Dec 15, 2017 -

Apple, Microsoft and Google are scrambling to assess WikiLeaks dump

A massive dump of software vulnerabilities by WikiLeaks has sent security experts scrambling. Top engineers at Apple, Google and Microsoft are poring over the documents now, sources told Axios.

However, because of the number of vulnerabilities, it is expected to take hours or days to figure out if they vulnerabilities are all real, what has and hasn't been patched, and of the newly discovered issues, which need the most urgent attention. Developing and releasing the actual patches could take weeks or even months.

All three companies were wading through the files, sources said, though none yet has offered up a public comment. Google may end up with the biggest headaches given the fact that so many Android devices are stuck on older versions of the operating system, so millions of devices could be vulnerable even to already plugged holes.

Why this matters: If real, all these exploits are now in the hands of every hacker in the world, rather than just the CIA.

What's next

Honoring Kobe Bryant: Sports stars, politicians and celebrities mourn NBA great

Kobe Bryant on court for the Los Angeles Lakers during the Sprite Slam Dunk Contest on All-Star Saturday Night, part of 2010 NBA All-Star Weekend at American Airlines Center in Dallas in February 2010. Photo: Jed Jacobsohn/Getty Images

Sports stars, politicians and celebrities paid tribute to NBA legend Kobe Bryant, who was killed in a California helicopter crash alongside his 13-year-old daughter, Gianna, and seven others on Saturday. He was 41.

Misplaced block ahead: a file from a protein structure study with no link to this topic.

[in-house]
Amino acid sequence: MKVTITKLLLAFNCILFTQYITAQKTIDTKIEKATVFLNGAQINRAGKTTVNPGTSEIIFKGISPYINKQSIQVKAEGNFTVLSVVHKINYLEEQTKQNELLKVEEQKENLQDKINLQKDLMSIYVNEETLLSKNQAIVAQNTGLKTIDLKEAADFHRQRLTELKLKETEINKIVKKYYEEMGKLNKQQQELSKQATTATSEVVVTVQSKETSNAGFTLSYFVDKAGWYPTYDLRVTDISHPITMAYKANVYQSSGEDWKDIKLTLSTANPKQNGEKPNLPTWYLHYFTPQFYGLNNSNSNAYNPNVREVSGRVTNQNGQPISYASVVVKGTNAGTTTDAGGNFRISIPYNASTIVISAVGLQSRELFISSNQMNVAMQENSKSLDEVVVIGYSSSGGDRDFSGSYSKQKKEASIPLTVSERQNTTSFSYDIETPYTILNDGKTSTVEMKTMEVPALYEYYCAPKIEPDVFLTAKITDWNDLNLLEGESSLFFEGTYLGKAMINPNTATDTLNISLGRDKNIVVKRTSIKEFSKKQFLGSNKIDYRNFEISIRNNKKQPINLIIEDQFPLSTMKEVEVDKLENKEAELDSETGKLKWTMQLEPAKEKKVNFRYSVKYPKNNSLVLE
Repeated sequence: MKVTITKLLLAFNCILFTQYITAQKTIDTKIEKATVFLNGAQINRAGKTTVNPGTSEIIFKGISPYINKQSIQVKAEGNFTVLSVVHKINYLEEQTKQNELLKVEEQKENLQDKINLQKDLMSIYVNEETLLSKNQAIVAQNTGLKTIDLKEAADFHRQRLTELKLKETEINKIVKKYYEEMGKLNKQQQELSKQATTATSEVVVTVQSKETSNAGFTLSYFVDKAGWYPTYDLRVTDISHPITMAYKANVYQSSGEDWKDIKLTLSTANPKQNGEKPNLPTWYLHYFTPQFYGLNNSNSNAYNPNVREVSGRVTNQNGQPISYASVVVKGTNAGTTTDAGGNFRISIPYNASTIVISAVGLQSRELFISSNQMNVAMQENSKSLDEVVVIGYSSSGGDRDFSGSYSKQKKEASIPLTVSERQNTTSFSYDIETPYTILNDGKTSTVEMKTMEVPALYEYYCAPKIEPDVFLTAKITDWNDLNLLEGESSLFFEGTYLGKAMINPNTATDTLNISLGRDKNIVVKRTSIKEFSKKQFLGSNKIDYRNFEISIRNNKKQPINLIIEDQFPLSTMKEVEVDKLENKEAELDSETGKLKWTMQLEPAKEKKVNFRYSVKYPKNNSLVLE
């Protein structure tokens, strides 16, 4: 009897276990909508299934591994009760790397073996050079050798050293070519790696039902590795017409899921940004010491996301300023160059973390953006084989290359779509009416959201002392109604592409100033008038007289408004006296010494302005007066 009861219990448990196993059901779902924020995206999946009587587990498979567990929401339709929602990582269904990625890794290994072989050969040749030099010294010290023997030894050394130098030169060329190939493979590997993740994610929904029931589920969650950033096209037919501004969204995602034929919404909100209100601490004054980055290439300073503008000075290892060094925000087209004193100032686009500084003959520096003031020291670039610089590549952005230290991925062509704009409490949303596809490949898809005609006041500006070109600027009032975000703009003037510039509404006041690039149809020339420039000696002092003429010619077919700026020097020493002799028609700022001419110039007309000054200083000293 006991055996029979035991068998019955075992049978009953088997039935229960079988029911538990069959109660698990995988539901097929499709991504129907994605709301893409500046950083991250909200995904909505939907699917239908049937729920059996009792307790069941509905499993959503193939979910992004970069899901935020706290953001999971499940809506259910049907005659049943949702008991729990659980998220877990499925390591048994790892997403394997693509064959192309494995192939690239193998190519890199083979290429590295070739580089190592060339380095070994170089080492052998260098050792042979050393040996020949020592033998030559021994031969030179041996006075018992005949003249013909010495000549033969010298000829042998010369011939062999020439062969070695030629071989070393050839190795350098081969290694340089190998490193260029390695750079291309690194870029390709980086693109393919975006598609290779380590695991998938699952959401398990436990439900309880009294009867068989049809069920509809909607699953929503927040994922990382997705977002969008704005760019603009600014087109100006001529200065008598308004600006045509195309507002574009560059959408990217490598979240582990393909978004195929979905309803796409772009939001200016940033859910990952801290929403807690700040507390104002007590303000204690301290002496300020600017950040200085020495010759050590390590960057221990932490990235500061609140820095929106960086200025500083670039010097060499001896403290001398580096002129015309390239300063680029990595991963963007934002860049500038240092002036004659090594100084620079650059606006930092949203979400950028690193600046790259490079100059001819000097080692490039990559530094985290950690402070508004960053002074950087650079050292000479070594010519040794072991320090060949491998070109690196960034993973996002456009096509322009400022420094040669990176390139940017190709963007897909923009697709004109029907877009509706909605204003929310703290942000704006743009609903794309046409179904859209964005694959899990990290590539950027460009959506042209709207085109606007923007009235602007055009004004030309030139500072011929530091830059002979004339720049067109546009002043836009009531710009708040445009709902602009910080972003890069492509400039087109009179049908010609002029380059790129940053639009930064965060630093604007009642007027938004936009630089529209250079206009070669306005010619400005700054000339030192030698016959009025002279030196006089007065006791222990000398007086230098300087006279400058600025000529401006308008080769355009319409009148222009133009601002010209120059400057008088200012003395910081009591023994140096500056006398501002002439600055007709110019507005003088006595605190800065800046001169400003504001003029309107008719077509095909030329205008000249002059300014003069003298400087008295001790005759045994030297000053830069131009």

What they're saying: Lakers great Shaquille O'Neal said in an Instagram post of his former teammate, "There's no words to express the pain I'm going through now with this tragic and sad moment of losing my friend, my brother, my partner in winning championships, my dude and my homie. I love you brother and you will be missed."

Go deeperArrow15 mins ago - Sports

Bolton alleges in book that Trump tied Ukraine aid to investigations

Photo: Alex Wong/Getty Images

President Trump's former national security adviser John Bolton alleges in his forthcoming book that the president explicitly told him "he wanted to continue freezing $391 million in security assistance to Ukraine until officials there helped with investigations into Democrats including the Bidens," the New York Times first reported.

Why this matters: The revelations present a dramatic 11th hour turn in Trump's Senate impeachment trial. They directly contradict Trump's claim that he never tied the hold-up of Ukrainian aid to his demands for investigations into his political opponent Joe Biden.

Impeachment: Then & now

Illustration: Sarah Grillo/Axios

We are living in a measurably different political and media landscape than when the Senate acquitted President Bill Clinton of impeachment charges in 1999.

The big picture: These dynamics are setting the pace as President Trump’s legal team speeds through arguments to seek a fast acquittal.